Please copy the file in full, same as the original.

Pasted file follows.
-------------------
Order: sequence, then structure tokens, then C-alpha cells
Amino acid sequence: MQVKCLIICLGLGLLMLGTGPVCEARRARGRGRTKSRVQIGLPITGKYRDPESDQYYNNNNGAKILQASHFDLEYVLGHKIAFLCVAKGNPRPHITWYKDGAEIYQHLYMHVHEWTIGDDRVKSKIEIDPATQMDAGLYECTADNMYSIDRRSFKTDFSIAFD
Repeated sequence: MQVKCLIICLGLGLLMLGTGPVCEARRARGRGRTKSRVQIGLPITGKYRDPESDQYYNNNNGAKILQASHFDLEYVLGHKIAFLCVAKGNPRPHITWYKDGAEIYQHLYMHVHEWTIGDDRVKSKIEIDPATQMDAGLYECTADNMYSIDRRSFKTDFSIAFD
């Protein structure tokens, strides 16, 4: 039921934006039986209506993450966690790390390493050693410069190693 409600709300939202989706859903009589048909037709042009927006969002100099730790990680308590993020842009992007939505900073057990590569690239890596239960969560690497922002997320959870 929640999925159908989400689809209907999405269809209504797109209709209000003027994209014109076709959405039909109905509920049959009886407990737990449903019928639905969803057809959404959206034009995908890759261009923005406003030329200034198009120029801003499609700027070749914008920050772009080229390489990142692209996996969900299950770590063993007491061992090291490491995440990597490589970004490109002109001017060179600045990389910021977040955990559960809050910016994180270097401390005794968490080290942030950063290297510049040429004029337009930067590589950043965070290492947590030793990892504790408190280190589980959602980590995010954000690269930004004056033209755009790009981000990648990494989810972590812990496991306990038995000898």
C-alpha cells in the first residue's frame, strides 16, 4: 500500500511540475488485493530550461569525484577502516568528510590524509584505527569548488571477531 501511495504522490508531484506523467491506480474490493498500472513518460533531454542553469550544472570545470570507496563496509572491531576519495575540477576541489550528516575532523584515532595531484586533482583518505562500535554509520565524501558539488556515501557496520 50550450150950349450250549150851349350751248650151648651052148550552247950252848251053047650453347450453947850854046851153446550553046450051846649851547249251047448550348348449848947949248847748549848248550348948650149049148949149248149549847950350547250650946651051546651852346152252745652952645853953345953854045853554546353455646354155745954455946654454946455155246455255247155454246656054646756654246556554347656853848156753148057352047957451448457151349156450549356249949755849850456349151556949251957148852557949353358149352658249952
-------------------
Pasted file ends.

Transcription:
Order: sequence, then structure tokens, then C-alpha cells
Amino acid sequence: MQVKCLIICLGLGLLMLGTGPVCEARRARGRGRTKSRVQIGLPITGKYRDPESDQYYNNNNGAKILQASHFDLEYVLGHKIAFLCVAKGNPRPHITWYKDGAEIYQHLYMHVHEWTIGDDRVKSKIEIDPATQMDAGLYECTADNMYSIDRRSFKTDFSIAFD
Repeated sequence: MQVKCLIICLGLGLLMLGTGPVCEARRARGRGRTKSRVQIGLPITGKYRDPESDQYYNNNNGAKILQASHFDLEYVLGHKIAFLCVAKGNPRPHITWYKDGAEIYQHLYMHVHEWTIGDDRVKSKIEIDPATQMDAGLYECTADNMYSIDRRSFKTDFSIAFD
């Protein structure tokens, strides 16, 4: 039921934006039986209506993450966690790390390493050693410069190693 409600709300939202989706859903009589048909037709042009927006969002100099730790990680308590993020842009992007939505900073057990590569690239890596239960969560690497922002997320959870 929640999925159908989400689809209907999405269809209504797109209709209000003027994209014109076709959405039909109905509920049959009886407990737990449903019928639905969803057809959404959206034009995908890759261009923005406003030329200034198009120029801003499609700027070749914008920050772009080229390489990142692209996996969900299950770590063993007491061992090291490491995440990597490589970004490109002109001017060179600045990389910021977040955990559960809050910016994180270097401390005794968490080290942030950063290297510049040429004029337009930067590589950043965070290492947590030793990892504790408190280190589980959602980590995010954000690269930004004056033209755009790009981000990648990494989810972590812990496991306990038995000898």
C-alpha cells in the first residue's frame, strides 16, 4: 500500500511540475488485493530550461569525484577502516568528510590524509584505527569548488571477531 501511495504522490508531484506523467491506480474490493498500472513518460533531454542553469550544472570545470570507496563496509572491531576519495575540477576541489550528516575532523584515532595531484586533482583518505562500535554509520565524501558539488556515501557496520 50550450150950349450250549150851349350751248650151648651052148550552247950252848251053047650453347450453947850854046851153446550553046450051846649851547249251047448550348348449848947949248847748549848248550348948650149049148949149248149549847950350547250650946651051546651852346152252745652952645853953345953854045853554546353455646354155745954455946654454946455155246455255247155454246656054646756654246556554347656853848156753148057352047957451448457151349156450549356249949755849850456349151556949251957148852557949353358149352658249952